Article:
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An Honest Review of Selling Clothes on Poshmark

Op-ed

Back in November, I went through a cleaning frenzy and practically cleared out my entire closet, ridding it of items that I hadn’t worn in years. My drawers were replaced with empty space and now, sitting in the middle of my room was a sizable stack of old t-shirts, jeans, jackets, and shoes, most of which had barely been worn.

I was filled with a pang of regret. The number of garments I was about to wash down the drain was enough to make me guilty about them having been bought, especially because many of them still boasted the stiffness of the store and crisp tags. I couldn’t just donate these clothes.

Instead, I turned to Poshmark. Similar to Mecari or Etsy, Poshmark is an online marketplace where people sell new and gently used clothing items. All you have to do is snap a picture, write a description, set a price, and ship. The app, although it takes getting used to, makes it easy to sell virtually anything from anywhere.

Much like any other social app, you have a profile that people can follow and view at any time. Each listing is like a post, and people can like and comment on these listings to express their interest or ask questions. You can also create stories, share listings, make offers, and much more.

One of my favorite parts about Poshmark is how easy it is to sell and ship. When you post a new listing, Poshmark tells you how much you will earn based on shipping cost and hosting deductions. It’s not a substantial amount, and it takes away the stress of shipping costs. There are also bundles which are a great feature for both buyers and sellers as it allows the buyer to save on shipping costs and gives the seller the chance to get rid of several items.

Once you make a sale, Poshmark takes their commission and your leftover earnings go into the Pending category where you can see how much potential money you will make should your buyer accept the item. The app then emails you a prepaid shipping label which you attach to an acceptable box and bring to the post office to ship. Your buyer is given three days to review the item and when they accept, your earnings are released to your account which you can redeem through the app via a check request, bank direct deposit, or as credit towards your Poshmark purchases.

Your profile is also directly connected to your email which means you get sales, offers, comments, and other notifications in your inbox. This can come in handy when shopping as well. Speaking of shopping, Poshmark is a great place to find trendy thrift items. It’s easy to make offers, purchase items, and even return as Poshmark covers all return costs, so there’s no risk to the buyer.

Sounds easy, right? Not exactly. While I love how quick and simple Poshmark has made selling my clothes, I also often wonder if it’s worth it. Of course, it depends on what you sell, but don’t expect selling on Poshmark to become a reliable source of income. I’ve probably spent over 100 hours on the app, desperately trying everything I can to make sales, and it has yielded little success by way of an hourly wage.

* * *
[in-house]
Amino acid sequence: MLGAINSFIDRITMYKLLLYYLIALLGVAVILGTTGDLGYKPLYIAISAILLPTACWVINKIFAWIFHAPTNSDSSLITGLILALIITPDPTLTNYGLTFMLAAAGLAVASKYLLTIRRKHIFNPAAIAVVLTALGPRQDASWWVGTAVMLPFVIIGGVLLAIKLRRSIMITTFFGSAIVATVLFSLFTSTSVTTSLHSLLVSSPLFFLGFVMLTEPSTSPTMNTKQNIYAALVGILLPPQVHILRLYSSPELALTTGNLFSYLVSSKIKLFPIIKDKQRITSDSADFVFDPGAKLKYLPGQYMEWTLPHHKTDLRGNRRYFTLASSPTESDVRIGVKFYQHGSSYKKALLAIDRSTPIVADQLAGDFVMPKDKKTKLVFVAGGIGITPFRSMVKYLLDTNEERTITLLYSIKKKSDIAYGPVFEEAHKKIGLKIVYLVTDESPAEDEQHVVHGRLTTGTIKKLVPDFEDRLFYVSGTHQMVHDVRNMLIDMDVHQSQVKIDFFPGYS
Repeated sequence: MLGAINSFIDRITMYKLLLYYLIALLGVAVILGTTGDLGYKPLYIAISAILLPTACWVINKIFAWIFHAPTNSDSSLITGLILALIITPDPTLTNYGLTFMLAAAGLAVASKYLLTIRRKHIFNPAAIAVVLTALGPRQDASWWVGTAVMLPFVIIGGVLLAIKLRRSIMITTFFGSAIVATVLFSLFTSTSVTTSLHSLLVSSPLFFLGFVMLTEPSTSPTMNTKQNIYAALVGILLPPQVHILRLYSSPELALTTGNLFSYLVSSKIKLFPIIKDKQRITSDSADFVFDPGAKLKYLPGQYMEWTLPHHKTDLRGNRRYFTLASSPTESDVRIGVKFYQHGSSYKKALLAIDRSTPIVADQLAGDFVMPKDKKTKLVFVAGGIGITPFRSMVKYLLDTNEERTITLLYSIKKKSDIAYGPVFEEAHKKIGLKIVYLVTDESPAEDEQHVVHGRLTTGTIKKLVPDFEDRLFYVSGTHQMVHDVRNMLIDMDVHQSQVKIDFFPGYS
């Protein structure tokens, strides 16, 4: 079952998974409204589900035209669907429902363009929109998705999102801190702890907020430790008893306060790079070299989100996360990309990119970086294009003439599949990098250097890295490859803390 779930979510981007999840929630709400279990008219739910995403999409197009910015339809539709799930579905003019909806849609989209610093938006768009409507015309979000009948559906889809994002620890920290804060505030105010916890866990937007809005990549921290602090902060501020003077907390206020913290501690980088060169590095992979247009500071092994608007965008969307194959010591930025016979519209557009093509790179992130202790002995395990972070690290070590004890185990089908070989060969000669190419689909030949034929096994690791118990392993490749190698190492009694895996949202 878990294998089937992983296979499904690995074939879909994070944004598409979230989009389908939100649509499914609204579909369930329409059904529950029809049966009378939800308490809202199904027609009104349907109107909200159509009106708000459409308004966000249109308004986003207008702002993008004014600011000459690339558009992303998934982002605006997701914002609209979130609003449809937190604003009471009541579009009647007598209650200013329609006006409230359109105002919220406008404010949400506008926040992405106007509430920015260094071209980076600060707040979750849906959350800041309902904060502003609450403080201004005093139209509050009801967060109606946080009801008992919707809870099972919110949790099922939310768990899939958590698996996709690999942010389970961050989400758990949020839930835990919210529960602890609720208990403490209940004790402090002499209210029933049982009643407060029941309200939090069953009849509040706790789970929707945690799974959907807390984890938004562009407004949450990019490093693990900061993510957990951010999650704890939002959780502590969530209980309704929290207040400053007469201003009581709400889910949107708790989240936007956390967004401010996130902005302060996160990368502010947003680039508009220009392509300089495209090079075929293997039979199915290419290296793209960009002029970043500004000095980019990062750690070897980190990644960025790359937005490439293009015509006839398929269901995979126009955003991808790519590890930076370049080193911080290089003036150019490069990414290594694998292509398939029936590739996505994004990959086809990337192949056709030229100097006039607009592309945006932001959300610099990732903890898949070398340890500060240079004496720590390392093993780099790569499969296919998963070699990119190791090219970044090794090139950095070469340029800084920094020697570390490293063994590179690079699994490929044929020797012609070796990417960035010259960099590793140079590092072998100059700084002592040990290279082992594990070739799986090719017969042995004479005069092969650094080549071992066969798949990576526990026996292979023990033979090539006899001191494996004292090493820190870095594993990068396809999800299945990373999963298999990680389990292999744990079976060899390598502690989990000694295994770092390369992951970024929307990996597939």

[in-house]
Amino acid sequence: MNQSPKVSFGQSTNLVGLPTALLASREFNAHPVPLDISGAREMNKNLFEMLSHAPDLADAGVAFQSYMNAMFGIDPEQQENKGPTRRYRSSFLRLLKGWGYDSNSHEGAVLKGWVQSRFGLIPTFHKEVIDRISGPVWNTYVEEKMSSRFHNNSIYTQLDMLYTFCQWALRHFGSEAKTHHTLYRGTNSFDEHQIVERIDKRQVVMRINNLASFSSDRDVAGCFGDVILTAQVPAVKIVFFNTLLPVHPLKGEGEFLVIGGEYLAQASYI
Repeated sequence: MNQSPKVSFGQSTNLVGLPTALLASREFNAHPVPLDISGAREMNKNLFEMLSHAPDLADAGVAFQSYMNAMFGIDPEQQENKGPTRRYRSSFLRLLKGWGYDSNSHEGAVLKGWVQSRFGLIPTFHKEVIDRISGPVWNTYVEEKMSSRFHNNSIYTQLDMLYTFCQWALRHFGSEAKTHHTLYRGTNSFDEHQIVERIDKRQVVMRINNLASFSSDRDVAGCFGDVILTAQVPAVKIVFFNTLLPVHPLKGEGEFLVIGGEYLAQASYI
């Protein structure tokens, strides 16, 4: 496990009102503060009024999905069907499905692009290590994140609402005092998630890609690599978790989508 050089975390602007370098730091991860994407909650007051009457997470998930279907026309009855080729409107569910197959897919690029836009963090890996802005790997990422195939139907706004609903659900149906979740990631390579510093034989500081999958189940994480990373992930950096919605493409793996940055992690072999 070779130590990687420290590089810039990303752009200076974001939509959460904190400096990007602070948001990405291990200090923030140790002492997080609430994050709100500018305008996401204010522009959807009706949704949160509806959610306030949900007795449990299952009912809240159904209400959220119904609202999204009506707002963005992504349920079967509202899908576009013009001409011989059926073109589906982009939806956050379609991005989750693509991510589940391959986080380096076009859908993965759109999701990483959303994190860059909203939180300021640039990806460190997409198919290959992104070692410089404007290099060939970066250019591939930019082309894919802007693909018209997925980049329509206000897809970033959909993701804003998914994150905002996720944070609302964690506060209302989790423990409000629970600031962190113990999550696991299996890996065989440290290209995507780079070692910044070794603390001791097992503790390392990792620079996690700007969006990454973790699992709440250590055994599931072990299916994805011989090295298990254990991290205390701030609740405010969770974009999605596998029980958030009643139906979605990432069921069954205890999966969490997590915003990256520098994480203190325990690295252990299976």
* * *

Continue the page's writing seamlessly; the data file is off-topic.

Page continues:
For one, the people buying on Poshmark are expecting dirt-cheap prices. They are forced to pay over $7 for shipping—unless you give them a shipping discount—so they’re understandably trying to get the most bang for their buck. Unfortunately for sellers, that means it’s hard to make a good profit; I’ve had to decrease the prices for many clothing items to $5 which only turns me a $2 profit per item.

Is it worth taking the time and effort to package the order and drive it all the way to the post office just for $2? Not really.

Buyers are also looking for unique and expensive items, not the Old Navy t-shirts that go for $5 in-store anyway. They are looking for seasonal items too: last-ditch gifts, cheap gear, and discounted items for special events and occasions; the things that sold the quickest for me were cowboy boots, snow pants, and soccer cleats. Initially, I thought I’d be able to sell everything because of the good condition, but the majority of my clothes have not sold and at this point, I am considering just donating it all.

And, with the way the app is set up, top sellers with hundreds of thousands of followers and luxury items are prioritized leaving little room for small sellers with ordinary items. Without a ton of followers, you miss out on building a trustworthy reputation and therefore miss out on sales. The sheer amount of sellers present on the app is another reason this algorithm stiffs small accounts; buyers are more likely to buy from reputable sellers that are constantly recognized on the feed.

That doesn’t mean that my efforts were futile. Over the past few months, I’ve only made 19 sales, but it’s racked me over $180. For someone in need of a closet makeover, that’s not too shabby. Selling on Poshmark really comes down to the items you list and the interest of your followers and buyers. It can be annoying, tedious work, but if you’re looking to make some cash, it’s a viable option. Just be prepared to put a lot of time into selling as you’ll need to keep up with shares, offers, comments, likes, bundles, and more.

Grace McClung
50k+ pageviews

Grace McClung is from Denver, Colorado, and will be attending the University of Florida in the fall.